Blueprint comes to (young) life

9:45 p.m.


Willie Anderson is just now getting used to the names.

"We've got some athletes," Anderson said Monday. "No. 25? What's his name? Ratliff? No. 59. Johnson. I just learned his full name (Landon) during (Friday night's) game. He was all over the field. He was everywhere. That's the kind of guy Marvin is looking to bring in."

Regular-Season Marvin arrived right on time Monday, a heavenly event in Cincinnati like a solstice or an equinox, as he added an eighth cornerback, kept a 4.4-40-yard linebacker, and preached speed and poise.

Lewis again slapped his stamp on this team, an imprint Anderson first saw the Steelers, and then the Ravens use to dominate his division. Then Lewis rolled out his pyramid of success as bids to get his .500 Bengals over the top with 22 players not on last year's Opening Day roster.

First, Lewis revised a smaller, sleeker, faster 53-man roster that now has 20 players with less than three years of NFL experience, and raided the Redskins for another special teams player.

"You can see our speed. We've got fresh, young legs ready to run at each position," said veteran safety Kevin Kaesviharn, who agrees with his teammates this team is faster than last year. "At corner, at linebacker. Landon played really well. You could see his speed."

Then, on the first work day of the first week of the regular season, Lewis unveiled his pyramid by reminding his players they are 10-10 in their last 20 regular and pre-season games, and that mediocrity is done.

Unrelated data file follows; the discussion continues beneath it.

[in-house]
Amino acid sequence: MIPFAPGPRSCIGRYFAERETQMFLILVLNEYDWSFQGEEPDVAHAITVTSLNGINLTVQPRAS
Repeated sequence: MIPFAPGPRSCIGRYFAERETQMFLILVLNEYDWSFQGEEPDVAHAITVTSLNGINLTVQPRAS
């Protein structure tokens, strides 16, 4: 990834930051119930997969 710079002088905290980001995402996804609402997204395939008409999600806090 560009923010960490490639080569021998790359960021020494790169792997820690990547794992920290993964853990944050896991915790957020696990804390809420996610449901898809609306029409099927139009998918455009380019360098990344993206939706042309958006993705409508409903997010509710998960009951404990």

"It's about time for us to get over that hump," said Pro Bowl receiver Chad Johnson of the pyramid. "Time to get over that halfway mark. You could tell the way he was talking. You could see it in his eyes. He's ready."

Lewis is hammering home poise and confidence as the steps to get over the top of the pyramid. His players insist they are not too young to display both as they prepare to open the season against the Jets on the road, a place where they are 3-7 in that 10-10.

"If we've got 20 guys like that, then that means we've got 33 veterans," said nine-year linebacker Kevin Hardy. "There are more of us than them. The veterans have to step up and show them."

Anderson, who has seen all kinds come through here in nine seasons and 126 games, thinks the media has it all wrong. It's not a younger team. It's just a different team. Better and different.

"You get rid of an Adrian Ross, but you pick up a Nate Webster," Anderson said of the middle linebackers. "Same aged guys, it's just getting new blood. New kind of guys. Not younger."

Which is probably why the Bengals made no move to get the 245-pound, 29-year-old Ross Monday after the Steelers cut him. Instead, they opted to keep 235-pound linebacker Marcus Wilkins, a third-year player who ran a 4.4-second 40-yard dash coming out of Texas and has had some special teams success in the league.

"Those are definitely my strengths," Wilkins said. "Speed."

Then, what looked to be another special need for speed, the Bengals cut rookie receiver Maurice Mann with the hopes of putting him on the practice squad so they could add former Redskins cornerback Rashad Bauman to the roster.